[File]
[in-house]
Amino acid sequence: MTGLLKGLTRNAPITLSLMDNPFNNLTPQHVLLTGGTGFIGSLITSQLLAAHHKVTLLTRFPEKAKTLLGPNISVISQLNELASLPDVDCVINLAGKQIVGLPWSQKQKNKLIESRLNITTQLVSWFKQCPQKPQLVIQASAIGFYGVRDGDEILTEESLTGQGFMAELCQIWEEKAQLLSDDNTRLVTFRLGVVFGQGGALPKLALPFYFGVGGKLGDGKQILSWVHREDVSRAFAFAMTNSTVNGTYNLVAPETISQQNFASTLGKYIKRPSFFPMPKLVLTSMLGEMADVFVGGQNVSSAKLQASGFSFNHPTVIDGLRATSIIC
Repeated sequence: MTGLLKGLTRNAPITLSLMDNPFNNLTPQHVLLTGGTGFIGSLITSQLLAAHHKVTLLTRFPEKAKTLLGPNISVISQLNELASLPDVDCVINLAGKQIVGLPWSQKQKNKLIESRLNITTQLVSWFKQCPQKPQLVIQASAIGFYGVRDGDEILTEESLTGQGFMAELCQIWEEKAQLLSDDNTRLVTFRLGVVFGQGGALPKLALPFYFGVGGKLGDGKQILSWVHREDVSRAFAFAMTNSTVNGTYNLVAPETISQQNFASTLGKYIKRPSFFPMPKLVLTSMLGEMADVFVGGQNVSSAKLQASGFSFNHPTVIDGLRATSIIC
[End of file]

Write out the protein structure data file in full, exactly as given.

[in-house]
Amino acid sequence: MTGLLKGLTRNAPITLSLMDNPFNNLTPQHVLLTGGTGFIGSLITSQLLAAHHKVTLLTRFPEKAKTLLGPNISVISQLNELASLPDVDCVINLAGKQIVGLPWSQKQKNKLIESRLNITTQLVSWFKQCPQKPQLVIQASAIGFYGVRDGDEILTEESLTGQGFMAELCQIWEEKAQLLSDDNTRLVTFRLGVVFGQGGALPKLALPFYFGVGGKLGDGKQILSWVHREDVSRAFAFAMTNSTVNGTYNLVAPETISQQNFASTLGKYIKRPSFFPMPKLVLTSMLGEMADVFVGGQNVSSAKLQASGFSFNHPTVIDGLRATSIIC
Repeated sequence: MTGLLKGLTRNAPITLSLMDNPFNNLTPQHVLLTGGTGFIGSLITSQLLAAHHKVTLLTRFPEKAKTLLGPNISVISQLNELASLPDVDCVINLAGKQIVGLPWSQKQKNKLIESRLNITTQLVSWFKQCPQKPQLVIQASAIGFYGVRDGDEILTEESLTGQGFMAELCQIWEEKAQLLSDDNTRLVTFRLGVVFGQGGALPKLALPFYFGVGGKLGDGKQILSWVHREDVSRAFAFAMTNSTVNGTYNLVAPETISQQNFASTLGKYIKRPSFFPMPKLVLTSMLGEMADVFVGGQNVSSAKLQASGFSFNHPTVIDGLRATSIIC